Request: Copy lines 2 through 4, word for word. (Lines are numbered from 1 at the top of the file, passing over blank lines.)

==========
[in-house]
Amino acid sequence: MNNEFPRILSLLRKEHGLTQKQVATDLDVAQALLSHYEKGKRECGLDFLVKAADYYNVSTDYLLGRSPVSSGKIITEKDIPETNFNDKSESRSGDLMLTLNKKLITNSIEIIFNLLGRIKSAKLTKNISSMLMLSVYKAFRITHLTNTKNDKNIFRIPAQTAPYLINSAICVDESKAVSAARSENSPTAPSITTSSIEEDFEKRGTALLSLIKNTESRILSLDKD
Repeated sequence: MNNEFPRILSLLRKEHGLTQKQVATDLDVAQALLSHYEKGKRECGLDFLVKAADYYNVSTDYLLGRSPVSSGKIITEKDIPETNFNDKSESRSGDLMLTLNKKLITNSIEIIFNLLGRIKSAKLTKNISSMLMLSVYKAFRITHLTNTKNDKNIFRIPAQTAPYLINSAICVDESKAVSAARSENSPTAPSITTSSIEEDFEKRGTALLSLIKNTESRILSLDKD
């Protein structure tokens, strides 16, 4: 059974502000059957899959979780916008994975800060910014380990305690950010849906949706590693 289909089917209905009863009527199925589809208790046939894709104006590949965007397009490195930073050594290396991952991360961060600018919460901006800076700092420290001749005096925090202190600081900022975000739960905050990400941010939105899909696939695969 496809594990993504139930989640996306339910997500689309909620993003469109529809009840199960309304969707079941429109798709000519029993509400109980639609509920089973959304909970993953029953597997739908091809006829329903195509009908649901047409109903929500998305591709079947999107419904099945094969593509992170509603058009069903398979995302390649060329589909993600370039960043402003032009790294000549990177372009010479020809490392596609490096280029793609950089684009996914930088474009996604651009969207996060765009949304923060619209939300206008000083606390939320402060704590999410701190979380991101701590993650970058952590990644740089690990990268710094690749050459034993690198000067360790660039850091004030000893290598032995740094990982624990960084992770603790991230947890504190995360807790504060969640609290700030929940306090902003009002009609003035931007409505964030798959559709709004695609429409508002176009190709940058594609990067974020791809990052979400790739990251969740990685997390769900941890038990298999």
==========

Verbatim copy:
Amino acid sequence: MNNEFPRILSLLRKEHGLTQKQVATDLDVAQALLSHYEKGKRECGLDFLVKAADYYNVSTDYLLGRSPVSSGKIITEKDIPETNFNDKSESRSGDLMLTLNKKLITNSIEIIFNLLGRIKSAKLTKNISSMLMLSVYKAFRITHLTNTKNDKNIFRIPAQTAPYLINSAICVDESKAVSAARSENSPTAPSITTSSIEEDFEKRGTALLSLIKNTESRILSLDKD
Repeated sequence: MNNEFPRILSLLRKEHGLTQKQVATDLDVAQALLSHYEKGKRECGLDFLVKAADYYNVSTDYLLGRSPVSSGKIITEKDIPETNFNDKSESRSGDLMLTLNKKLITNSIEIIFNLLGRIKSAKLTKNISSMLMLSVYKAFRITHLTNTKNDKNIFRIPAQTAPYLINSAICVDESKAVSAARSENSPTAPSITTSSIEEDFEKRGTALLSLIKNTESRILSLDKD
């Protein structure tokens, strides 16, 4: 059974502000059957899959979780916008994975800060910014380990305690950010849906949706590693 289909089917209905009863009527199925589809208790046939894709104006590949965007397009490195930073050594290396991952991360961060600018919460901006800076700092420290001749005096925090202190600081900022975000739960905050990400941010939105899909696939695969 496809594990993504139930989640996306339910997500689309909620993003469109529809009840199960309304969707079941429109798709000519029993509400109980639609509920089973959304909970993953029953597997739908091809006829329903195509009908649901047409109903929500998305591709079947999107419904099945094969593509992170509603058009069903398979995302390649060329589909993600370039960043402003032009790294000549990177372009010479020809490392596609490096280029793609950089684009996914930088474009996604651009969207996060765009949304923060619209939300206008000083606390939320402060704590999410701190979380991101701590993650970058952590990644740089690990990268710094690749050459034993690198000067360790660039850091004030000893290598032995740094990982624990960084992770603790991230947890504190995360807790504060969640609290700030929940306090902003009002009609003035931007409505964030798959559709709004695609429409508002176009190709940058594609990067974020791809990052979400790739990251969740990685997390769900941890038990298999």